Many organizations struggle with how to be best prepared for disasters. With the speed of business moving so quickly, we realize we need to make our technology infrastructure resilient so that our systems continue to operate during disasters. This important measure is only one half of the equation though, the other half is preparing back up plans for our most important asset; people.
Disaster Recovery Seating addresses this challenge by providing office seats at a secure location with backup power and redundant network connectivity. This enables companies to have a place for their employees to work, even during a disaster which disrupts the power grid and network communications.
During Hurricane Sandy in 2012 so many businesses were affected by a lack of power in their offices and in employee's homes that they needed a better solution in order to continue business operations.
In addition to our normal disaster recovery seating rooms, we opened our doors to businesses that used storage rooms, conference rooms, and even hallways to provide a place where their employees could power their laptops and phones and have internet connectivity so they could continue to work.
Not sure if your organization could benefit from this? Here are 3 Ways to Determine if Your Company Needs Disaster Recovery Seating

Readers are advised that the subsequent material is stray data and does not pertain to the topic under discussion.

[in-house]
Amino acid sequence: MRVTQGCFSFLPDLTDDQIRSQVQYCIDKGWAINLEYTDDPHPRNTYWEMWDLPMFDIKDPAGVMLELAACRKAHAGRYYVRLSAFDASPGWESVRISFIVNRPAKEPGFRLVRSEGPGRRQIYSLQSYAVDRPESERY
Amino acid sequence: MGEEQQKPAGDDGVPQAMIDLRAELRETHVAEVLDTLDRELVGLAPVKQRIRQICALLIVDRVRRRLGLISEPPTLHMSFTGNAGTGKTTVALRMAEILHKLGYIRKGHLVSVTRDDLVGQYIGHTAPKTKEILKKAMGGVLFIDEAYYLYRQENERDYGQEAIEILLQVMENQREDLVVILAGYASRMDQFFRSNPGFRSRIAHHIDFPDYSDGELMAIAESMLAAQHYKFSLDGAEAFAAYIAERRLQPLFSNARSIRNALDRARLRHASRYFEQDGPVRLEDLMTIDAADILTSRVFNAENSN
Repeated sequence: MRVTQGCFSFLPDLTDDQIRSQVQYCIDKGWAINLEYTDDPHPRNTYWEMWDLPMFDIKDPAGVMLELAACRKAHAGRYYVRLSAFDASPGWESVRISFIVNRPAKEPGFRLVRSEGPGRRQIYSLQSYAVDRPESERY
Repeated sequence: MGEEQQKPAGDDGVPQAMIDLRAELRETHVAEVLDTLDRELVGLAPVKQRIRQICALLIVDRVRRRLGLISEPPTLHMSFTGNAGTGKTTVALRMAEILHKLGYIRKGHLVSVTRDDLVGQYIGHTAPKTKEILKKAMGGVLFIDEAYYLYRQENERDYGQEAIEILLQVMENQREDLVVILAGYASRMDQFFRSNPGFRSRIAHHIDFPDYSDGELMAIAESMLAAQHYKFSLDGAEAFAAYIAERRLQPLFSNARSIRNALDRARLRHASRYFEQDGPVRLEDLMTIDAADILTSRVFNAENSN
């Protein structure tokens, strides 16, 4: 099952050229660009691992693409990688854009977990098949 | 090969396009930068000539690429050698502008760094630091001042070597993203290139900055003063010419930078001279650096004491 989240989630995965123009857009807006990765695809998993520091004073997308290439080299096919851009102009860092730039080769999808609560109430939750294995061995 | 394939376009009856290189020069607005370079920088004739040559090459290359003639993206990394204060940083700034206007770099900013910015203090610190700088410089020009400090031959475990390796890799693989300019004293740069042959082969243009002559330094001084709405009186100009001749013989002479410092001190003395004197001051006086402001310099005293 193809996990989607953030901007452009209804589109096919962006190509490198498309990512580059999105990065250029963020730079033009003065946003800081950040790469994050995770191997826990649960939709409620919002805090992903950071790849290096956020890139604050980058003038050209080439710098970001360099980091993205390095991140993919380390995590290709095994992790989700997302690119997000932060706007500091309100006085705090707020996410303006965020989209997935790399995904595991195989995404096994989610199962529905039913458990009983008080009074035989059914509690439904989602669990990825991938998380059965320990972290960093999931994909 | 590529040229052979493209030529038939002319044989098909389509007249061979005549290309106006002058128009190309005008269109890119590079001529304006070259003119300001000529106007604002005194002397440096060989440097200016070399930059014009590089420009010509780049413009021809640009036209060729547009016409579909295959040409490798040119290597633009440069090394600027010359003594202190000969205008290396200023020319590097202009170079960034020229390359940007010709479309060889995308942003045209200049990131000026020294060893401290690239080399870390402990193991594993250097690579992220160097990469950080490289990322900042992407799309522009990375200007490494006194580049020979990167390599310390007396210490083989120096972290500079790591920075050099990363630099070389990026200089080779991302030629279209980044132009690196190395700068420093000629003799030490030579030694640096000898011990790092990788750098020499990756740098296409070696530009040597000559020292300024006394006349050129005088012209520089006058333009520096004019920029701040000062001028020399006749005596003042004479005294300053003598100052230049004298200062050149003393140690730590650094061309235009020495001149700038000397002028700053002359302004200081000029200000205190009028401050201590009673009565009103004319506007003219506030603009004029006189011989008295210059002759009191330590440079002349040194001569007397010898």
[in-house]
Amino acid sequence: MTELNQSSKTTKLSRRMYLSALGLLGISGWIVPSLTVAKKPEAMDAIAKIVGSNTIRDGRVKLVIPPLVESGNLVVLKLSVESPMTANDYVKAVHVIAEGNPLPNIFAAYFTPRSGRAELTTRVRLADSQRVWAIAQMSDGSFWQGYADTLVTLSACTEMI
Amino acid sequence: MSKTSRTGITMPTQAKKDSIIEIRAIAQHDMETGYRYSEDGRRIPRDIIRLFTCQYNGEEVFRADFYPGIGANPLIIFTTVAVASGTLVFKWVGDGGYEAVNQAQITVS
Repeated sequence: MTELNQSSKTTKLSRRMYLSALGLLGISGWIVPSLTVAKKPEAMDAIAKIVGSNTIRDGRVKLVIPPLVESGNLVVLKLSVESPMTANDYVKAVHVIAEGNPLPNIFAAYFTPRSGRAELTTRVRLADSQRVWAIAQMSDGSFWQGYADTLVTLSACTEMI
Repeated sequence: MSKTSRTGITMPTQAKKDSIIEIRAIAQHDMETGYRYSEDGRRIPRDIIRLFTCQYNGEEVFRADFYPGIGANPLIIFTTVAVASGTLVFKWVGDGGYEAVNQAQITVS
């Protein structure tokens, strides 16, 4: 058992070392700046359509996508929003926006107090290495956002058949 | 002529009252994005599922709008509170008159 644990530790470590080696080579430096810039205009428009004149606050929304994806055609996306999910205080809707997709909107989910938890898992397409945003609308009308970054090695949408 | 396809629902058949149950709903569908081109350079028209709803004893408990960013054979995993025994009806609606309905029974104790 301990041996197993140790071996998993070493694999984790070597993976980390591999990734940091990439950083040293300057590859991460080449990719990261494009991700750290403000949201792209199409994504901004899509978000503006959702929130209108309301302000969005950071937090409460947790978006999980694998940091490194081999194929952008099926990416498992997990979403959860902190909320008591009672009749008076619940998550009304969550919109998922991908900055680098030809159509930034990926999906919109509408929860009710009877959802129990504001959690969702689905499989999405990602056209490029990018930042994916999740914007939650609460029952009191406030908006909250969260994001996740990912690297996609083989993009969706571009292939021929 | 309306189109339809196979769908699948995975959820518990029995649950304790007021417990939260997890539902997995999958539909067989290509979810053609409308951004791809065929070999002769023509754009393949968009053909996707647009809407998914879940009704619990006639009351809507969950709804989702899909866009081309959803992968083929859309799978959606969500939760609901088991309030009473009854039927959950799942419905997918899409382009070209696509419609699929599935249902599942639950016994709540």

1. Does your office have backup power and multiple network connections?
If a storm or other event disrupts the power utility in your area, does your office have reliable backup power systems in place so that employees can continue to work as usual? If not, your office is rendered unusable during these disruptions.
Likewise, if you do not have backup network connectivity (multiple Internet connections) and your primary connection goes down, are your employees able to remain productive?
2. Can our employees work effectively from home in the event of a regional disaster?
In some cases, working from home in the event that your office is unusable is an effective course of action. This typically requires having technology in place such as VPN, high speed internet, and ability to access remote systems.
During events that affect an entire region though, this is likely to present some issues because employee's homes may be experiencing the same power disruptions as the office. We saw this during Hurricane Sandy, when several companies planned to have employees work from home if their offices lost power, but most employee's homes were also without power.
3. Can we afford to cease business operations for a few days or weeks in the event of a disaster?
If a disaster strikes and your office is unusable for a period of time, how will that affect your business financially? Some organizations are able to cease operations during a disaster and remain intact, but many cannot afford to be out of service for one day or less.
If you answered "no" to these questions, disaster recovery seating is worth looking into for your business. Most providers of disaster recovery seating offer different options ranging from seats in shared spaces to dedicated private suites.
For information on Net Access' Disaster Recovery Seating options, contact us for a free consultation.